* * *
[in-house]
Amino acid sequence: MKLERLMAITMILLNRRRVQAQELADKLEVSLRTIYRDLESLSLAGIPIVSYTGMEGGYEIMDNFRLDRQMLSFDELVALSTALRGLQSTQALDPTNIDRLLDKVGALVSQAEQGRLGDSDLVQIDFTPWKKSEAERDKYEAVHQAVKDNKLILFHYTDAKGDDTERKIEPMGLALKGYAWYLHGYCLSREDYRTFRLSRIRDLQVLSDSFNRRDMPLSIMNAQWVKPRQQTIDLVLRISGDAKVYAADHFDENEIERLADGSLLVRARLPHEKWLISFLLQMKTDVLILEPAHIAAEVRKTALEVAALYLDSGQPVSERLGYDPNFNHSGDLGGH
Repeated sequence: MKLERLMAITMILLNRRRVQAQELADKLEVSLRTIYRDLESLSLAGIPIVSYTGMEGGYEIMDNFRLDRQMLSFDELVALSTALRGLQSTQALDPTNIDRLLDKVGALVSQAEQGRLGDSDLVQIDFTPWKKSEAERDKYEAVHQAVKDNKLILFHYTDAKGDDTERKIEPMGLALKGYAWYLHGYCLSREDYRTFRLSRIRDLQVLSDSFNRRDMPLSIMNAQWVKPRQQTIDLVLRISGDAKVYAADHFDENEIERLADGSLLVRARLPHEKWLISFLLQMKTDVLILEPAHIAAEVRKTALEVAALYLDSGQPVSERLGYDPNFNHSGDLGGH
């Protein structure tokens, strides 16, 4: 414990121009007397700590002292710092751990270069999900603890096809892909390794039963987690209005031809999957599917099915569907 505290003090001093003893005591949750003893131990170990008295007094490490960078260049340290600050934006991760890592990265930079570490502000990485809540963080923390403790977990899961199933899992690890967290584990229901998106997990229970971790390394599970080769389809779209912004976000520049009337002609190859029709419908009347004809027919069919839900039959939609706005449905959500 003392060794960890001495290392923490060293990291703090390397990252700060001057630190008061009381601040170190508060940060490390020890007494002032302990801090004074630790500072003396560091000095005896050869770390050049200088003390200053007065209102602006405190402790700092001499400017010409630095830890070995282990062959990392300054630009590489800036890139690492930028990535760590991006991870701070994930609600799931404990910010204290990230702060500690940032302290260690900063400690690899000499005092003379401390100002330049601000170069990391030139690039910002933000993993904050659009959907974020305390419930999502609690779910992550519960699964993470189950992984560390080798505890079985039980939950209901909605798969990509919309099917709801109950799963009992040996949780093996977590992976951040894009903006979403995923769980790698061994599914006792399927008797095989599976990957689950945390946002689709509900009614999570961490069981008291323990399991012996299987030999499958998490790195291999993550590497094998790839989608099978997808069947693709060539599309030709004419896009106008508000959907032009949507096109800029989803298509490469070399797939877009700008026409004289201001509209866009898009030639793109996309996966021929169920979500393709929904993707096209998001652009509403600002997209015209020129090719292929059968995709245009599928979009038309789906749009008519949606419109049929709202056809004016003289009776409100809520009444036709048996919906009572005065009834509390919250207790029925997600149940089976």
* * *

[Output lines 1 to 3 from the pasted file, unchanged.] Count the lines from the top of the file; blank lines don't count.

[in-house]
Amino acid sequence: MKLERLMAITMILLNRRRVQAQELADKLEVSLRTIYRDLESLSLAGIPIVSYTGMEGGYEIMDNFRLDRQMLSFDELVALSTALRGLQSTQALDPTNIDRLLDKVGALVSQAEQGRLGDSDLVQIDFTPWKKSEAERDKYEAVHQAVKDNKLILFHYTDAKGDDTERKIEPMGLALKGYAWYLHGYCLSREDYRTFRLSRIRDLQVLSDSFNRRDMPLSIMNAQWVKPRQQTIDLVLRISGDAKVYAADHFDENEIERLADGSLLVRARLPHEKWLISFLLQMKTDVLILEPAHIAAEVRKTALEVAALYLDSGQPVSERLGYDPNFNHSGDLGGH
Repeated sequence: MKLERLMAITMILLNRRRVQAQELADKLEVSLRTIYRDLESLSLAGIPIVSYTGMEGGYEIMDNFRLDRQMLSFDELVALSTALRGLQSTQALDPTNIDRLLDKVGALVSQAEQGRLGDSDLVQIDFTPWKKSEAERDKYEAVHQAVKDNKLILFHYTDAKGDDTERKIEPMGLALKGYAWYLHGYCLSREDYRTFRLSRIRDLQVLSDSFNRRDMPLSIMNAQWVKPRQQTIDLVLRISGDAKVYAADHFDENEIERLADGSLLVRARLPHEKWLISFLLQMKTDVLILEPAHIAAEVRKTALEVAALYLDSGQPVSERLGYDPNFNHSGDLGGH